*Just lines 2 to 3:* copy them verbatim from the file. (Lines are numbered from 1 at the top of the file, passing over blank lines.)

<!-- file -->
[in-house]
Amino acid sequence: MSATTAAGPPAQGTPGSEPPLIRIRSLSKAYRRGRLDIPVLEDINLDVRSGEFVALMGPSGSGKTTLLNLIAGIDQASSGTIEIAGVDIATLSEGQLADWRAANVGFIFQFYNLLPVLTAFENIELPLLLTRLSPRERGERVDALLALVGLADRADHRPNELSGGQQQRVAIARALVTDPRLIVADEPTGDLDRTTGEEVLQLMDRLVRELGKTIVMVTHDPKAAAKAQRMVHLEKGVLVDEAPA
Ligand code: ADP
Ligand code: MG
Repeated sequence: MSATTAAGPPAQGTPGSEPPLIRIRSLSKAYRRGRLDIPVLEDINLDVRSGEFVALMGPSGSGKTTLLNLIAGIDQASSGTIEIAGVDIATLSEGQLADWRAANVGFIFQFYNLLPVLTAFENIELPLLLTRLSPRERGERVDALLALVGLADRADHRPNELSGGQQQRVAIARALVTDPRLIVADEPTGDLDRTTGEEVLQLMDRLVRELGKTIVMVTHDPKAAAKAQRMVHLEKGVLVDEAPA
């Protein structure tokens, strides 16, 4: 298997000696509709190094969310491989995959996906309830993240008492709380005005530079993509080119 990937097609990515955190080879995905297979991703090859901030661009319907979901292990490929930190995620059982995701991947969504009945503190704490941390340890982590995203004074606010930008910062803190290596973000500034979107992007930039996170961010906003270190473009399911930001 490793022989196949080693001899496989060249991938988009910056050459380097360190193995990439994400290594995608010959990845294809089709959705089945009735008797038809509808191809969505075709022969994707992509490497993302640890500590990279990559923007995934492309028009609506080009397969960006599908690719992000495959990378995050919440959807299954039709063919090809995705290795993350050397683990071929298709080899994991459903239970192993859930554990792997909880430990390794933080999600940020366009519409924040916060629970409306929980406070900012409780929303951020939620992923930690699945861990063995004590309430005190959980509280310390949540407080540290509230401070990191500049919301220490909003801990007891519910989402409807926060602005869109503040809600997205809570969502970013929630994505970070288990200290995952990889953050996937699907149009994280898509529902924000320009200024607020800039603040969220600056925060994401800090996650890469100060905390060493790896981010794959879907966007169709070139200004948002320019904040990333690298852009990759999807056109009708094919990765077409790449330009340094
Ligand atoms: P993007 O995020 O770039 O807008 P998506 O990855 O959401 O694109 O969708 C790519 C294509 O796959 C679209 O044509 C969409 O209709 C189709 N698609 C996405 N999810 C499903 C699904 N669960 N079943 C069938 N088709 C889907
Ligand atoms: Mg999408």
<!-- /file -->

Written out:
Amino acid sequence: MSATTAAGPPAQGTPGSEPPLIRIRSLSKAYRRGRLDIPVLEDINLDVRSGEFVALMGPSGSGKTTLLNLIAGIDQASSGTIEIAGVDIATLSEGQLADWRAANVGFIFQFYNLLPVLTAFENIELPLLLTRLSPRERGERVDALLALVGLADRADHRPNELSGGQQQRVAIARALVTDPRLIVADEPTGDLDRTTGEEVLQLMDRLVRELGKTIVMVTHDPKAAAKAQRMVHLEKGVLVDEAPA
Ligand code: ADP